Noyes News and Events

October 2, 2017

Breast Cancer Awareness

October is breast cancer awareness month and the pink ribbons are flying.  Breast cancer is the second leading cause of cancer death in women, exceeded only by lung cancer.  The American Cancer Society estimates that there will be close to 252,000 new cases of invasive breast cancer and over 63,000 cases of carcinoma in situ (CIS), the earliest form of breast cancer, diagnosed in 2017.  In addition, almost 41,000 women will die from breast cancer this year.  Survival rates, however, are on the rise. Currently, there are more than 3.1 million breast cancer survivors in the United States.  Understanding the risk factors and receiving screening is the key to survival.  

According to the American Cancer Society, risk factors fall into two major categories:  1) risk factors not related to personal choice (no control) and 2) life-style related risk factors.  

Risk Factors Not Related to Personal Choice (those things we have no control over)

  1. Simply being a woman.  Breast cancer is about 100 times more common in women than in men.  This is most likely due to higher levels of estrogen and progesterone in women.

  2. Growing old.  Your risk of developing breast cancer increases as you age.  Most breast cancers are found in women age 55 or older.

  3. Genetics.  About 5-10% of breast cancer cases are thought to be hereditary, the direct result of a gene defects inherited from a parent.

  4. Family history of breast cancer.  Have one first-degree relative (mother, sister, or daughter) with breast cancer almost doubles a woman’s risk.  Having two first-degree relatives increases her risk 3-fold. Overall, less than 15% of women with breast cancer have a family member with this disease.

  5. Personal history of breast cancer.  A woman diagnosed with breast cancer has an increased risk of developing a new cancer in the other breast or in another part of the same breast.

  6. Race and ethnicity.  White women are slightly more likely to develop breast cancer than are African-American women. However, in women under age 45, breast cancer is more common in African American women.

  7. Dense breast tissue.  Women with more glandular and fibrous tissue in their breasts and less fatty tissue are said to have dense breasts.  Women with dense breasts on a mammogram have a breast cancer risk that is 1.5 to 2 times that of women with average breast density.  

  8. Early periods and late menopause.  Women who have had more periods because they started menstruating before age 12 or went through menopause after age 55, have a slightly higher risk of breast cancer.

  9. Radiation exposure.  If a woman received radiation treatments to her chest as a child or young adult, her risk of breast cancer is increased.

  10. Exposure to diethylstilbestrol (DES).  From the 1940s through the early 1970s, some pregnant women were given an estrogen-like drug called DES because it was thought to lower their chances of miscarriage.  These women have a slightly increased risk of breast cancer.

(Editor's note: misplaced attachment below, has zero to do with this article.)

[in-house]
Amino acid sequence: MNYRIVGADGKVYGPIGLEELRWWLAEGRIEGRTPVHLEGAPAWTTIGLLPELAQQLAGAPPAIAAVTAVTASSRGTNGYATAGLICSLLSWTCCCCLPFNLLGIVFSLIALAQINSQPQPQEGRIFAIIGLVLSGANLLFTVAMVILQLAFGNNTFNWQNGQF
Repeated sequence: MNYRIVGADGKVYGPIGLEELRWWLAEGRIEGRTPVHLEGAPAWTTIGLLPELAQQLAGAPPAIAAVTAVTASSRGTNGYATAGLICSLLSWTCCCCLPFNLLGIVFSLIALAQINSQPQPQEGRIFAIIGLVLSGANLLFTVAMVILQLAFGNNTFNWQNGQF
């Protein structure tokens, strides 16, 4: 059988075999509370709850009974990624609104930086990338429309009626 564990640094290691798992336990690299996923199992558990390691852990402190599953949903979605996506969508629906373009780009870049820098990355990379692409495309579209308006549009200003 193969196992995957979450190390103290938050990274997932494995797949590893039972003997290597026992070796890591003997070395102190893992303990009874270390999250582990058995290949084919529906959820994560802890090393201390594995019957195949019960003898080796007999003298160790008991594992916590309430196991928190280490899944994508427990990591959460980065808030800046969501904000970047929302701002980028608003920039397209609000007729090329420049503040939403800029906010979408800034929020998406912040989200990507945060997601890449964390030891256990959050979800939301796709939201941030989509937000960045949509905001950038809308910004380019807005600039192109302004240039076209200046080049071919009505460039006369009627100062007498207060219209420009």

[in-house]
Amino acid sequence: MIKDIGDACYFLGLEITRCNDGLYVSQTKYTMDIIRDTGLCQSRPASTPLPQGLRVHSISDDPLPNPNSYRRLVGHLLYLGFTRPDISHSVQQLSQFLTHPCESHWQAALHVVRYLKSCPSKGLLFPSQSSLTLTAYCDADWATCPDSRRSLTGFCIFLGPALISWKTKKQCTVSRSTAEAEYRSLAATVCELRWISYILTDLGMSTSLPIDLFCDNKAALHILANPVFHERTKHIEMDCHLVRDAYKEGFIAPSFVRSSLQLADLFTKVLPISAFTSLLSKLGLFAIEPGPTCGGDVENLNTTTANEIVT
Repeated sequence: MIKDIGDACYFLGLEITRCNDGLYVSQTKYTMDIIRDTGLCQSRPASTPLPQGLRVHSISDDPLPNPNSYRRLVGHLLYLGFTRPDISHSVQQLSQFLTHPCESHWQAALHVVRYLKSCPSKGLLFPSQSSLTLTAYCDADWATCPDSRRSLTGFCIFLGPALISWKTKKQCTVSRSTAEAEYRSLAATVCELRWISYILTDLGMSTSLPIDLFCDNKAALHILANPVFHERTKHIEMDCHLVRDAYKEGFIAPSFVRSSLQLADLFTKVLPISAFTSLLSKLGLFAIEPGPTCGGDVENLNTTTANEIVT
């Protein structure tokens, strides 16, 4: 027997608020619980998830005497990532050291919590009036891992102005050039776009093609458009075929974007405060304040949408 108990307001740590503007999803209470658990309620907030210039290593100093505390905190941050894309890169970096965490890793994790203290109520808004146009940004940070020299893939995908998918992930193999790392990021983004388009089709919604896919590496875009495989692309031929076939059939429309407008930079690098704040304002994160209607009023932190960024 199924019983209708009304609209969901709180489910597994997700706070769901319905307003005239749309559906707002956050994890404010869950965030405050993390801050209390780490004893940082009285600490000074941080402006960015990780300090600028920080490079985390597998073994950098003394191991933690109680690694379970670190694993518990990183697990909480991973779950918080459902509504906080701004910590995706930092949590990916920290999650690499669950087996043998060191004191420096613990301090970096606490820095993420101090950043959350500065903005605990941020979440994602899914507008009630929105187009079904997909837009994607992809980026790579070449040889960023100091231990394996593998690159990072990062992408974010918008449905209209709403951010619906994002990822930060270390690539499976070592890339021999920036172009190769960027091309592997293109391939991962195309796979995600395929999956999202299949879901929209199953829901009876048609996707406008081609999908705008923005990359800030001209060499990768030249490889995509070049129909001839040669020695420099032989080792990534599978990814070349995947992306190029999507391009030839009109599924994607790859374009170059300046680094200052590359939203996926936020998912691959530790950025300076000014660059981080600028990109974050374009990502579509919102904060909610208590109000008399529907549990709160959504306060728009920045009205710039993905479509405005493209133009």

Lifestyle-related risk factors

  1. Having children. Women who have never been pregnant or who had their first child after age 30 have a slightly higher breast cancer risk overall.  

  2. Birth control.  Women who use birth control pills have a greater risk of breast cancer than women who never used them.  Some studies found that women using birth control shots (Depo-Provera) seem to have an increase in breast cancer risk.

  3. Hormone therapy after menopause.  Studies indicate that using combined hormone therapy (estrogen and progesterone) after menopause increases the risk of getting breast cancer.

  4. Breastfeeding.  Some studies suggest that breastfeeding may slightly lower the breast cancer risk, especially if it is continued for 1 ½ to 2 years.

  5. Drinking alcohol.  Drinking alcohol is linked to an increased risk of breast cancer.  The risk increases with the amount of alcohol consumed.  Those who have 2 to 3 drinks daily have about 20% higher risk compared to women who do not drink alcohol.

  6. Being overweight or obese.  Being overweight after menopause increases the breast cancer risk.  Before menopause, ovaries produce the majority of estrogen.  After menopause, most of a woman’s estrogen comes from fat tissue.  Higher amounts of fat may lead to elevated estrogen levels and put a woman at greater risk for cancer.

  7. Physical activity.  A Women’s Health Initiative study suggested that as little 1.25 to 2.5 hours per week of brisk walking reduced a woman’s risk of breast cancer by 18%.  Walking 10 hours per week reduced the risk even more.

 

Besides knowing your personal risk factors, it is also important to be screened for breast cancer.  To screen for breast cancer, health care providers use mammograms, breast ultrasounds, and breast MRIs. While there is not complete consensus in the medical field regarding at what age to start screening, many recommend age 40 including the Mayo Clinic and UR Medicine Noyes Health.  Discuss all your risk factors with your doctor to determine the right screening and age for you.

For more information about breast cancer risks, symptoms, screening, and treatments, connect with the American Cancer Society at https://www.cancer.org/cancer/breast-cancer.html the Centers for Disease Control and Prevention at http://www.cdc.gov/cancer/breast or the National Cancer Institute at http://www.cancer.gov/types/breast.  

Lorraine Wichtowski is a community health educator at UR Medicine Noyes Health in Dansville.  If you have questions or suggestions for future articles, contact Lorraine at lwichtowski@noyeshealth.org or 585-335-4327.